Friday, July 1, 2022

Dung beetles not new in the north

A northland farmer is as bemused as he is concerned by the fracas around dung beetles being released, having shaken them out of his gumboots for years.

Farming on the edge of Hikurangi Swamp, Greg Martin first noticed the beetles swarming to artificial light, and his boots, in the late 1990s.

“I have put it down to caged trials on them run out of a MAF farm, Spring Flat, around that time. It was like they got them in, and they arrived at our place almost straight away.”

Normally he has to shake the beetles out of his gumboots over spring before going milking.

Given the extremely dry conditions in Northland at present the beetles are evasive, digging deep underground.

It is this digging ability that makes Martin question the wisdom of caged trials.

“When conditions are right they can go down deep. When the cows have been in a paddock the next day you can see where the beetles have been, and have dug down below the pat.”

One concern of public health experts has been the beetle’s ability to dig down and out of caged trials and to fly relatively long distances, possibly carrying diseases with them.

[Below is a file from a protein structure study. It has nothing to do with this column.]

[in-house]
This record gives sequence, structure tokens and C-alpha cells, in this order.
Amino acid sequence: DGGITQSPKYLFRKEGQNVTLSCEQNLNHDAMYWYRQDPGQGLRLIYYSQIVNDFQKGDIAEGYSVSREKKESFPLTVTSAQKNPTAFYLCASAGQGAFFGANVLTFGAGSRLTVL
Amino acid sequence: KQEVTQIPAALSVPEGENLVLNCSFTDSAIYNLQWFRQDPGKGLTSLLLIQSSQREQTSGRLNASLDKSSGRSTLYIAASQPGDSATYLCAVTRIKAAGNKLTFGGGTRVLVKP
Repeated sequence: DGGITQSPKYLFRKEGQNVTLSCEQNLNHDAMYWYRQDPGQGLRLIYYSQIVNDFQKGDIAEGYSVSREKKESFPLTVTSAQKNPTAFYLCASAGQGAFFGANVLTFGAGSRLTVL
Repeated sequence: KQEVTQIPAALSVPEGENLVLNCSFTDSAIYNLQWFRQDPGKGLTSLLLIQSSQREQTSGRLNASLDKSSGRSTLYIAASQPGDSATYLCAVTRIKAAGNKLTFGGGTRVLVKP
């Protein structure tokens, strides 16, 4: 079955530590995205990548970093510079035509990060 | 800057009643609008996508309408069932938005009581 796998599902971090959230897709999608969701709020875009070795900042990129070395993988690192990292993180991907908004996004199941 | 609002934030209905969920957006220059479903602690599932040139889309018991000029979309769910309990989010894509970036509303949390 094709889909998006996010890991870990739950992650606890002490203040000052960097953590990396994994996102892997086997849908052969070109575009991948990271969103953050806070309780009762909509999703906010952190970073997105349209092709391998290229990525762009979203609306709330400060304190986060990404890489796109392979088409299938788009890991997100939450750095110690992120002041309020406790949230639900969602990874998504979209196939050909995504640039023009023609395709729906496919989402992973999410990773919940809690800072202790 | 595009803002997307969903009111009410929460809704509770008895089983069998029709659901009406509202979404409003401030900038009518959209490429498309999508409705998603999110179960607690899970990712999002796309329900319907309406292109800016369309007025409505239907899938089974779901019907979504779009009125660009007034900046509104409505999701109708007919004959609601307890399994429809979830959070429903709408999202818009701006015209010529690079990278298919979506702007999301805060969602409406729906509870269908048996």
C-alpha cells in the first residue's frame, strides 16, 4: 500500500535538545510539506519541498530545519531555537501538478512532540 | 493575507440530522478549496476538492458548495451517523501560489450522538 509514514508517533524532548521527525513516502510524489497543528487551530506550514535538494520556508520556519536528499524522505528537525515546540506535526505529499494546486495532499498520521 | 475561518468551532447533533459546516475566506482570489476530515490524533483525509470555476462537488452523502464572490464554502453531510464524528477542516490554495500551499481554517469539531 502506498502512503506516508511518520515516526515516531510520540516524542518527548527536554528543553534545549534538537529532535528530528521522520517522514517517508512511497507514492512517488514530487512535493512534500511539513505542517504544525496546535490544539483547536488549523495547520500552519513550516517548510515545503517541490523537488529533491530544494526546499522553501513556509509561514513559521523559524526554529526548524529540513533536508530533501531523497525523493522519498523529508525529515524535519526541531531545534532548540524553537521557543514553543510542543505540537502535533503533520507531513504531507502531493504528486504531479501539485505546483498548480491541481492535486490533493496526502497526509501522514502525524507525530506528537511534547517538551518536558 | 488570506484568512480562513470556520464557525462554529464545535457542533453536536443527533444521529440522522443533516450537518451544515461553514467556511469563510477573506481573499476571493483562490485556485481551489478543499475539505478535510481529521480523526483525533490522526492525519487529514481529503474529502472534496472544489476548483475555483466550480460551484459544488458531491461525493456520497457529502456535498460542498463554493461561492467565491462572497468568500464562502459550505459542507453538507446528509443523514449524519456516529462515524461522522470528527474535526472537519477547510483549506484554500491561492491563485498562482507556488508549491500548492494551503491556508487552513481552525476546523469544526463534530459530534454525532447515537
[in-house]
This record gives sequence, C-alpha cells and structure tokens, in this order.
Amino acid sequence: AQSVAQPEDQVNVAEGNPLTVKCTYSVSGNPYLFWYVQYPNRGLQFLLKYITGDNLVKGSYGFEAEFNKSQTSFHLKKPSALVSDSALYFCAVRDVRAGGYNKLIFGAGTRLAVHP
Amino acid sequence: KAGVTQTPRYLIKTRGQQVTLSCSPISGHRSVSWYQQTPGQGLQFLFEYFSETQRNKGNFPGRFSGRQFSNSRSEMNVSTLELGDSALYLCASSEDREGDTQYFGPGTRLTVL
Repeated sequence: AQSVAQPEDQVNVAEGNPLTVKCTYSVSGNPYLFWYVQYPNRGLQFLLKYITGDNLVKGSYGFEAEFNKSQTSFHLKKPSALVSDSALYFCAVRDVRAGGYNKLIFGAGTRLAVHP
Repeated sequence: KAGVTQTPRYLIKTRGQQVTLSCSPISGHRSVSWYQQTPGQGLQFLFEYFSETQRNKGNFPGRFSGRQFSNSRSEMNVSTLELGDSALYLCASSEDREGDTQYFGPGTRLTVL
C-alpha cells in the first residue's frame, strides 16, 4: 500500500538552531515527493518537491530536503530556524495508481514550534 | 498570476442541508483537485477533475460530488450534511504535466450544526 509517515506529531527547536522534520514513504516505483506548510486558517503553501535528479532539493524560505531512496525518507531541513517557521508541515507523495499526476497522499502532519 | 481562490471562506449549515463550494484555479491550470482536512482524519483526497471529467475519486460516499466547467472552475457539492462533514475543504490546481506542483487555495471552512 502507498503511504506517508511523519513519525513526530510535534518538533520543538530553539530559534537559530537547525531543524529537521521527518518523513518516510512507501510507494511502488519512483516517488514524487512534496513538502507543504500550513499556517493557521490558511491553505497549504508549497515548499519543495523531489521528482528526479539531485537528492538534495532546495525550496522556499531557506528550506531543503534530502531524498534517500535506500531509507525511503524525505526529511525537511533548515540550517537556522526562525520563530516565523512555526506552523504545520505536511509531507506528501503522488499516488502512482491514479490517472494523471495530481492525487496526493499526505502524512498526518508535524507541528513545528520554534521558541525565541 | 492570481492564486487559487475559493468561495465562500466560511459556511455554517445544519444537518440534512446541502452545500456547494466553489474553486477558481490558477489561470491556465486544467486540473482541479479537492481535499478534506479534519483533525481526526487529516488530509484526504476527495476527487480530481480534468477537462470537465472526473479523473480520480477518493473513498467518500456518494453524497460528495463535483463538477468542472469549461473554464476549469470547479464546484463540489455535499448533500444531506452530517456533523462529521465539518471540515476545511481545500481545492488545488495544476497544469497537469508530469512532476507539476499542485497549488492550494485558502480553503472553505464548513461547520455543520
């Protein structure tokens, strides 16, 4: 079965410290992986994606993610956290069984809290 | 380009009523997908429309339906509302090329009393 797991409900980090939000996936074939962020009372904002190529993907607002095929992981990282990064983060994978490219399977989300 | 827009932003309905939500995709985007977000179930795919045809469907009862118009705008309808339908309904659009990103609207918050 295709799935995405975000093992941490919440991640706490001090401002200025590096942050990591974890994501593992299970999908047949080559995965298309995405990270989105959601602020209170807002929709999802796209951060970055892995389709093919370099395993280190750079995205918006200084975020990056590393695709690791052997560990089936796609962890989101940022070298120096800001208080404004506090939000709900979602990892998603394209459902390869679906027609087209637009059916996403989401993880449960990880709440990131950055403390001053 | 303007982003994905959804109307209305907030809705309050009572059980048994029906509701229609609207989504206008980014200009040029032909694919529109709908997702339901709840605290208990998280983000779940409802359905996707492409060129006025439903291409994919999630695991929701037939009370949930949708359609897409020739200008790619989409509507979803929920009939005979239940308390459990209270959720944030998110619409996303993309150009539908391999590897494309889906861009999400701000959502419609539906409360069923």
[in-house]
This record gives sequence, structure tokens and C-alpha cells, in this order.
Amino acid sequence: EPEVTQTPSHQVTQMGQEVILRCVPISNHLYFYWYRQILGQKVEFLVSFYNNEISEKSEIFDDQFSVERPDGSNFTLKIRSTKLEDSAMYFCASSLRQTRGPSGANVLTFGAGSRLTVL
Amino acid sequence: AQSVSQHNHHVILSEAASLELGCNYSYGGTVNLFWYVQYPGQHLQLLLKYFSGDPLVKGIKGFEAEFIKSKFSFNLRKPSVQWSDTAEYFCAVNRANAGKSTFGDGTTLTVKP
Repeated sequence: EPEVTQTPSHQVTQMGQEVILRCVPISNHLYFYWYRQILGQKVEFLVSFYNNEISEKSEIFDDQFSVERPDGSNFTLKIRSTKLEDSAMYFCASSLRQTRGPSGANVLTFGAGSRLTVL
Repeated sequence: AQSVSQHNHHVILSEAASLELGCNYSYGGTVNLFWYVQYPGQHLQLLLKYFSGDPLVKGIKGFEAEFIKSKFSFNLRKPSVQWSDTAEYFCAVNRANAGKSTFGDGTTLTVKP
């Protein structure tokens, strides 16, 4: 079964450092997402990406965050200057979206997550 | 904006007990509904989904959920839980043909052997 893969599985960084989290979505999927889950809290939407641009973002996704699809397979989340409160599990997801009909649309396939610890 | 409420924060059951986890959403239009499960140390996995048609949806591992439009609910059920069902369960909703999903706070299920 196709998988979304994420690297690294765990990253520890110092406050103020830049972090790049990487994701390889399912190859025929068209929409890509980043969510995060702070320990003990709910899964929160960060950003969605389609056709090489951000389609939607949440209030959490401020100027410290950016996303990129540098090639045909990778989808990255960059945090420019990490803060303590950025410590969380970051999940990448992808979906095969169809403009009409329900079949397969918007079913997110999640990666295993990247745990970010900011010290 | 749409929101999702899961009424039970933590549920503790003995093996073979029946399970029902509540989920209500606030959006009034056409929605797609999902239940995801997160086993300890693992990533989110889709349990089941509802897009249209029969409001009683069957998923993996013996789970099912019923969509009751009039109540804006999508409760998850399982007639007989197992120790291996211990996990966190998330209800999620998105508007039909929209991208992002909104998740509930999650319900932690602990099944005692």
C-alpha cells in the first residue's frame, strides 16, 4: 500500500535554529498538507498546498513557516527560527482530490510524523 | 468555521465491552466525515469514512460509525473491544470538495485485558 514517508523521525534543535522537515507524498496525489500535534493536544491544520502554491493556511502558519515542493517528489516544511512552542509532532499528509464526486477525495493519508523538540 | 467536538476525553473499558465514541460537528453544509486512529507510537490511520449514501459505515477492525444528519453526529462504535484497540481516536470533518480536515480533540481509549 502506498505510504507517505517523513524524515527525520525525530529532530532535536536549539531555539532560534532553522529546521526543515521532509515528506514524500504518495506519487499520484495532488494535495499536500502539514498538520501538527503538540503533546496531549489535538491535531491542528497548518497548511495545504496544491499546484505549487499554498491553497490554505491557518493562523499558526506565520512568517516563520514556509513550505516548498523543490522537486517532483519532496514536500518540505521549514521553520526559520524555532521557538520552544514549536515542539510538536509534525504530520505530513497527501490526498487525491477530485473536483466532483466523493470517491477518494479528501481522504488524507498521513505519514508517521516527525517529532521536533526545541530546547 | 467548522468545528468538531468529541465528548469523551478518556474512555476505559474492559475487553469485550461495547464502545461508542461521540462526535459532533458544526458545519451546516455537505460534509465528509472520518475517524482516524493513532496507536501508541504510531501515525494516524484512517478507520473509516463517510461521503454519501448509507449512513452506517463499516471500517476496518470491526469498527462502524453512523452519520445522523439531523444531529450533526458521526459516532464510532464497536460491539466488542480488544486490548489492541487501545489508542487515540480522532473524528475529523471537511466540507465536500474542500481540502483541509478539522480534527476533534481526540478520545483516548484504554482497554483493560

However, it appears the beetles have been around for considerably longer than the mid-90s. Records show the Mexican dung beetles afflicting Martin’s boots were introduced by Ministry of Agriculture and Fisheries scientists in 1958, in Nelson and Northland. The aim was to help reduce fly numbers through the beetles breaking down dung.

The beetle was thought to have died out but a colony was discovered in 1975 at Glenbervie, northeast of Whangarei.

Introduced from Samoa, the beetles’ success appears limited. A study done by Northland entomologist Rod Blank in 1983 reported the Mexican dung beetles had shown little benefit to pastoral agriculture or fly populations.

Supporters of the latest release maintain Australian beetles imported will work faster than their Mexican counterparts. However, concerns have been raised for the same reasons recognised in 1983, that the beetles will not offer effective fly control because New Zealand has few flies that are dung-specific.

Martin said his biggest concern, other than getting the beetles in his boots, was the impact of releasing another foreign insect into NZ when there were already numerous unwanted pests in the country.

Related stories: Public health issue ‘hasn’t been studied’Beetles effective in AustraliaEPA backs dung beetle decisionExperts dump on dung beetleTop medical officer questions beetle safety


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